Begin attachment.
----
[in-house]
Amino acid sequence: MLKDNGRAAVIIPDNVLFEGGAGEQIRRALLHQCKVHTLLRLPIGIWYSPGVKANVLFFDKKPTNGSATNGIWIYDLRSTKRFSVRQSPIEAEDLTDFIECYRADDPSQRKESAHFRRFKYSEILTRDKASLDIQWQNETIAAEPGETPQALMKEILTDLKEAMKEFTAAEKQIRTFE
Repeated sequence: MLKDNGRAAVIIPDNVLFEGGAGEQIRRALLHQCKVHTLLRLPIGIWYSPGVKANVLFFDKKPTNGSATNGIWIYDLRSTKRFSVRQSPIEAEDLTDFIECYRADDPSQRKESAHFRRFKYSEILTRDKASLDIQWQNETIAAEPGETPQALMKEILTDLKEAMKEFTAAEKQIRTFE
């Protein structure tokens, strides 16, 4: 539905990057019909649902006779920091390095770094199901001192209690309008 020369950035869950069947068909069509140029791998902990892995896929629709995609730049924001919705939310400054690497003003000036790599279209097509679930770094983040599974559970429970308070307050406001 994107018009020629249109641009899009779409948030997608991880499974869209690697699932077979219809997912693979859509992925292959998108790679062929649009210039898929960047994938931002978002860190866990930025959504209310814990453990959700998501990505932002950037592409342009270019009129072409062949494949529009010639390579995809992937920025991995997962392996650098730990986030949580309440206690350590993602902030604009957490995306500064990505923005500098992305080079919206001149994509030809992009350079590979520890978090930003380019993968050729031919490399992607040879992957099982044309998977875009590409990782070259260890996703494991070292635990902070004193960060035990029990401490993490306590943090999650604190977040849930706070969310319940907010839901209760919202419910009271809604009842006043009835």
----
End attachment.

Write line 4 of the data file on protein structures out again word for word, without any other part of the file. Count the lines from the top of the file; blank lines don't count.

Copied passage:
């Protein structure tokens, strides 16, 4: 539905990057019909649902006779920091390095770094199901001192209690309008 020369950035869950069947068909069509140029791998902990892995896929629709995609730049924001919705939310400054690497003003000036790599279209097509679930770094983040599974559970429970308070307050406001 994107018009020629249109641009899009779409948030997608991880499974869209690697699932077979219809997912693979859509992925292959998108790679062929649009210039898929960047994938931002978002860190866990930025959504209310814990453990959700998501990505932002950037592409342009270019009129072409062949494949529009010639390579995809992937920025991995997962392996650098730990986030949580309440206690350590993602902030604009957490995306500064990505923005500098992305080079919206001149994509030809992009350079590979520890978090930003380019993968050729031919490399992607040879992957099982044309998977875009590409990782070259260890996703494991070292635990902070004193960060035990029990401490993490306590943090999650604190977040849930706070969310319940907010839901209760919202419910009271809604009842006043009835």